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The 1972 Playoffs

The 1972 Playoffs: The Big Red Machine's Most Dramatic Pennant Clincher.

05/17/12 9:53 AM ET

Looking back it may be difficult to imagine the Big Red Machine in the role of underdog, but in the 1972 National League Championship Series, the Reds' opponent, the Pittsburgh Pirates were the prohibitive favorites. The Pirates finished at 95-59, a record identical to that of the Reds and were the defending World Champions, having defeated the Baltimore Orioles in the previous year's World Series. Their lineup featured All-Stars Manny Sanguillen and Al Oliver and was highlighted by future Hall of Famers Willie Stargell and Roberto Clemente. On the mound, 19-game winner Steve Blass topped the rotation while Dave Giusti recorded 22 saves with a 1.93 ERA out of the bullpen.

The clubs split the first two games in Pittsburgh. The Pirates won Game 3 in Cincinnati and the Reds tied the series with a Game 4 victory setting up the first decisive Game 5 in LCS history. The second such game would be played a day later as the Oakland/Detroit American League Championship Series would also be decided in five games.

In Cincinnati, Don Gullett took the hill for the Reds with Blass starting for the Pirates. Blass had beaten Gullet, 5-1, in Game 1. The Pirates took a 2-0 lead in the second on a Richie Hebner double and Dave Cash single. A Pete Rose double in third got the Reds to within one. Gullett was chased in the top of the fourth as Cash drove in another run. The Reds once again closed to within a run on a Cesar Geronimo home run leading off the fifth inning.

Geronimo's shot was the last run scored by either team going into the bottom of the ninth inning. Blass recorded the first out of the eighth inning and turned the ball over to reliever Ramon Hernandez who got the last two. Reds relievers Pedro Borbon, Tom Hall and Clay Carroll combined for six scoreless innings in relief of Gullett.

Ace reliever Dave Giusti was called on to shut the Reds down in the ninth and seal a second consecutive pennant for the Pirates. He would have to retire Johnny Bench, Tony Perez and Denis Menke to do so.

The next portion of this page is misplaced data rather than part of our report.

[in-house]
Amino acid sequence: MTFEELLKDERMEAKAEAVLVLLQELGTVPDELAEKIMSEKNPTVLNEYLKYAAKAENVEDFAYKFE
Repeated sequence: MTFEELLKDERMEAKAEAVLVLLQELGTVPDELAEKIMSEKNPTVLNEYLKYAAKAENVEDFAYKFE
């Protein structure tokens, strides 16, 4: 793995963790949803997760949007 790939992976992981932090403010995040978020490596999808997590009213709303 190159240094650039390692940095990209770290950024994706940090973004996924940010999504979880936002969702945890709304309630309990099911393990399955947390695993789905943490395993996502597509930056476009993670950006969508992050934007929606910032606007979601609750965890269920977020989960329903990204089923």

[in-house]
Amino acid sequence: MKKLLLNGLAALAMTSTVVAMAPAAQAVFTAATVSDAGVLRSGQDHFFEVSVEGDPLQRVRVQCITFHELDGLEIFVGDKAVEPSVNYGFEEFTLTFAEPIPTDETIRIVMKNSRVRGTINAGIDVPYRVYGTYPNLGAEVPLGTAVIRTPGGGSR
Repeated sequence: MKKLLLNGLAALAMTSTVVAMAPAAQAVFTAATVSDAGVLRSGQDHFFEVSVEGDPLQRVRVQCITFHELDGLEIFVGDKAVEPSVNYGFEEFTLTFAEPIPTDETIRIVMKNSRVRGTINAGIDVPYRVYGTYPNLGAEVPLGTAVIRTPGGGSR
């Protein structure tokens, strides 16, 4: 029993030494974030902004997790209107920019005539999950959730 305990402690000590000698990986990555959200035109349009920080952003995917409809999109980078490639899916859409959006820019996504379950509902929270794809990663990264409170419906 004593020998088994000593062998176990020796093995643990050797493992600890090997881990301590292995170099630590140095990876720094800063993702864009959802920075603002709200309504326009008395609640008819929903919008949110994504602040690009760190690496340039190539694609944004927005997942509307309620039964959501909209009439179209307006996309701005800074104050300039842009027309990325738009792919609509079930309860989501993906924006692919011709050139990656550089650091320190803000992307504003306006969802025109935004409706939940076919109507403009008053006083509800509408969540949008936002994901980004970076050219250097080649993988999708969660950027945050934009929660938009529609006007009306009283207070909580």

Giusti got ahead of Bench 1-2 when the Reds' catcher launched a towering foul ball into the outfield red seats at Riverfront Stadium. On the next pitch, Bench hit another fly ball that lacked the distance of the first but that landed fair just over the rightfield wall. Pirates' outfielder Roberto Clemente was helpless to prevent the ball from clearing the fence. Reds radio announcer Al Michaels' call of the Bench home run became one of the most famous in Reds history. Moments after the Bench long ball, Michaels would give Reds fans another memorable call.

After the elated Riverfront Stadium crowd began to settle down following the Bench homer, Tony Perez strode to the plate and promptly singled over second base. George Foster was summoned from the bench to run for Perez. Giusti next allowed a single to Denis Menke that put men on first and second with nobody out. Bob Moose came on to relieve Giusti and got Geronimo to fly out for the first out of the inning. Foster moved to third on the play and was still there following Darrel Chaney's strikeout.

Hal McRae pinch-hit for Clay Carroll. With the count even at 1-1, Al Michaels' play-by-play told the rest of the story.

"The stretch and the one-one pitch to McRae. In the dirt! It's a wild pitch! Here comes Foster! The Reds win the pennant!" "Bob Moose throws a wild pitch and the Reds have won the National League pennant. Four-three, Cincinnati. Foster scores. It's all over."

The Reds were National League Champions for the second time in three seasons. Although the Reds fell to Oakland in seven games in the World Series, the Game 5 playoff victory remains one of the most cherished of Reds moments.

Learn more about the 1972 season and the entire decade of the 1970s by visiting the Reds Hall of Fame and Museum's Big Red Machine exhibit, presented by Dinsmore & Shohl LLP.

This story was not subject to the approval of Major League Baseball or its clubs.

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